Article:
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Miami vice: Carl Hiaasen takes on corrupt Florida docs



Carl Hiaasen is the best kind of reporter and novelist. He cuts to the heart of an issue quickly, illuminating the corrupt, absurd and twisted products of human greed and stupidity. And Hiassen does so while making you laugh.

Fortunately for those bitten by the Hiaasen bug, he’s a prodigious storyteller. At last count he has 21 novels to his name and a handful of nonfiction books (Team Rodent: How Disney Devours the World should be required reading for every wannabe reporter). And he writes a weekly column for the Miami Herald.

Hiaasen’s literary fecundity is related to the moist and fertile area in which he lives and works: South Florida, a place in which drug lords, corrupt politicians, surgically enhanced nude dancers, steroidal wonders of all kinds, aging Midwesterners, cocaine and meth-addicted white supremacists, alligators and manatees all coexist. Not peacefully, but they’re there.

Las Vegas is a lot like South Florida, in that it is nothing like South Florida, except in our politics, our criminals, our sex industries, our blithe destruction of the environment, our cronyism, our surreal and systemic medical screwups and the quality of our drivers. Florida’s wet and we’re dry, but otherwise, we could be twins. One thing we’re familiar with both in Florida and Southern Nevada, and that is bad medical professionals.

Bad, as in a local doctor who allegedly thinks nothing of sharing a friendly hepatitis virus among 50,000 or so patients; bad, as in a pervert rapist who is allowed to continue his nursing practice, and his molestation of patients, for years (see George Knapp’s column last week).

So we know a bit about corrupt doctors who rip off the elderly and the government, and Hiaasen gives them some special attention in his latest novel, Bad Monkey. Perhaps not so coincidentally, Florida Gov. Rick Scott, a Republican elected in 2010, presided over the nation’s largest health-care company when it ran up an astonishing number of felonies and was fined the largest amount for Medicare fraud in U.S. history. Scott and the medical industry have been targets of some of Hiaasen’s deeply funny regular newspaper columns.

Bad Monkey is in many ways a return to form (reminder to self: Stop playing Beastie Boys’ “Brass Monkey” over and over in your head) after his last book, which was aimed at young readers.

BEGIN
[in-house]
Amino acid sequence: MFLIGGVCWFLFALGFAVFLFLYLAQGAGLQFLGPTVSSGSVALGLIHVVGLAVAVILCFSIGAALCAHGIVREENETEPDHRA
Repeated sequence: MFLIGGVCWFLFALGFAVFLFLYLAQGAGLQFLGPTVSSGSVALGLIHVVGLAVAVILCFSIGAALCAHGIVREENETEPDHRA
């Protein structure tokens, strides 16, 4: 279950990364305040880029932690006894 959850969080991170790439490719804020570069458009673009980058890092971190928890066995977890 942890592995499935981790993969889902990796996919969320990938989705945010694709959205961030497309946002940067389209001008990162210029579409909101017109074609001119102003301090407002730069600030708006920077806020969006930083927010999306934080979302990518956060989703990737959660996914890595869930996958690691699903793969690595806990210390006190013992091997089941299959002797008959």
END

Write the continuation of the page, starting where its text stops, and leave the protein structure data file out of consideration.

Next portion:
The familiar elements of Hiaasen’s adult novels are here: A good guy appalled at the lunacy unfolding around him until he’s saved by a sweet-hearted damsel; the punishing sun and turbulent tropical weather of the Gulf Stream; several animals, including hordes of cockroaches; and, of course, the amputated limb of a bad guy. Hiaasen has a small obsession with amputations; one recurring character, who (sadly, for Hiaasen fans) does not recur in the latest, had his hand severed by a hungry fish and his limb replaced with a weed-whacker.

A few plot points: A police detective is demoted to restaurant inspector after he uses a Dustbuster to give his girlfriend’s husband a vacuum enema; he is assigned to take care of a severed arm that turns up on a fishing-charter boat; the arm points the way to a romantic liaison with an assistant coroner, a trip to the Bahamas, conflict with the afore-mentioned medicinal miscreants. Also, a developer who’s ruining the detective’s view of the sunset gets his just reward. Plus, there’s a hurricane to keep things interesting.

Why doesn’t Las Vegas have any hard-nosed satirists like Carl Hiaasen to keep us amused? This city is ripe for it. Alas, some questions are beyond this pale and timid reviewer. Still, we can look to Florida for some humor amid the chaos while we wait for a desert Hiaasen to rise among us. Until then, we must be satisfied and enjoy the real thing with Bad Monkey.

BAD MONKEY Carl Hiaasen, Knopf, 336 pages